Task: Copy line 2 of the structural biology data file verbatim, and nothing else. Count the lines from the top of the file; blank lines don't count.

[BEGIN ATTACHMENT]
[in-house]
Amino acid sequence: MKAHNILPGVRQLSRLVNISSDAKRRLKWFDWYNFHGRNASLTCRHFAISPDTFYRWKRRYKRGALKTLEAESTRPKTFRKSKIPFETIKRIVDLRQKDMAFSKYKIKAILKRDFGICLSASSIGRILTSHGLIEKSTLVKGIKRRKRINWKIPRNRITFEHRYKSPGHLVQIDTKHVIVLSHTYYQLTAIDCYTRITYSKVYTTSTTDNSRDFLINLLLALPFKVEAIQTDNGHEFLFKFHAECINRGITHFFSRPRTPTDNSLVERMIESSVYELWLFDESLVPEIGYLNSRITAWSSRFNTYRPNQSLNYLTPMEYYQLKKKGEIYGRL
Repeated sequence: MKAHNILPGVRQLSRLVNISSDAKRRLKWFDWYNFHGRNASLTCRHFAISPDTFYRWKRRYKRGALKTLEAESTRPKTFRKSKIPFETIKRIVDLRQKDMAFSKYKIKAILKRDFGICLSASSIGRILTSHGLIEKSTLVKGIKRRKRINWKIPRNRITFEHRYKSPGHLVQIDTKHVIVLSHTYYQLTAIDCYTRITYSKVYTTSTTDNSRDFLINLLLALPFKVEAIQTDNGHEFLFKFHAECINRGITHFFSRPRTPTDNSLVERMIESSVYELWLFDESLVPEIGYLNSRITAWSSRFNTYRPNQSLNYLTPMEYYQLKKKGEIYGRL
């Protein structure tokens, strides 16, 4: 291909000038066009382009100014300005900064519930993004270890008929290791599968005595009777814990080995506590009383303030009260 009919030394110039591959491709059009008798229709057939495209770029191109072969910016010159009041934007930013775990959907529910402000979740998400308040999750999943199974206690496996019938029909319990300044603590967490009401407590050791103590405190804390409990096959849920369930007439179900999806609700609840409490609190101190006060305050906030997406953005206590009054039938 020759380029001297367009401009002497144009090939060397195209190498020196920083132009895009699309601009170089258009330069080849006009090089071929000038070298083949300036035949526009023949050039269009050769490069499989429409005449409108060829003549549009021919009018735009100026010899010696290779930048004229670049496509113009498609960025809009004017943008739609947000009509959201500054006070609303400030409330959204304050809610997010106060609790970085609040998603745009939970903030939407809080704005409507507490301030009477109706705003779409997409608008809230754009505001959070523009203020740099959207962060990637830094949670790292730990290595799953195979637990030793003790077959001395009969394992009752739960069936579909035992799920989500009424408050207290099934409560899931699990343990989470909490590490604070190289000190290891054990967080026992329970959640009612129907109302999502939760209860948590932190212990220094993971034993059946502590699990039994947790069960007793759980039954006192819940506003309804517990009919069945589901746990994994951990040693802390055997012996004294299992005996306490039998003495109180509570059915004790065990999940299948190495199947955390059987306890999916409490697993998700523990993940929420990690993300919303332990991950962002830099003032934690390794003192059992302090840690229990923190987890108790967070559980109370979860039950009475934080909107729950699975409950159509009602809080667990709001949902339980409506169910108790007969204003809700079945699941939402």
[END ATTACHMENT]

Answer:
Amino acid sequence: MKAHNILPGVRQLSRLVNISSDAKRRLKWFDWYNFHGRNASLTCRHFAISPDTFYRWKRRYKRGALKTLEAESTRPKTFRKSKIPFETIKRIVDLRQKDMAFSKYKIKAILKRDFGICLSASSIGRILTSHGLIEKSTLVKGIKRRKRINWKIPRNRITFEHRYKSPGHLVQIDTKHVIVLSHTYYQLTAIDCYTRITYSKVYTTSTTDNSRDFLINLLLALPFKVEAIQTDNGHEFLFKFHAECINRGITHFFSRPRTPTDNSLVERMIESSVYELWLFDESLVPEIGYLNSRITAWSSRFNTYRPNQSLNYLTPMEYYQLKKKGEIYGRL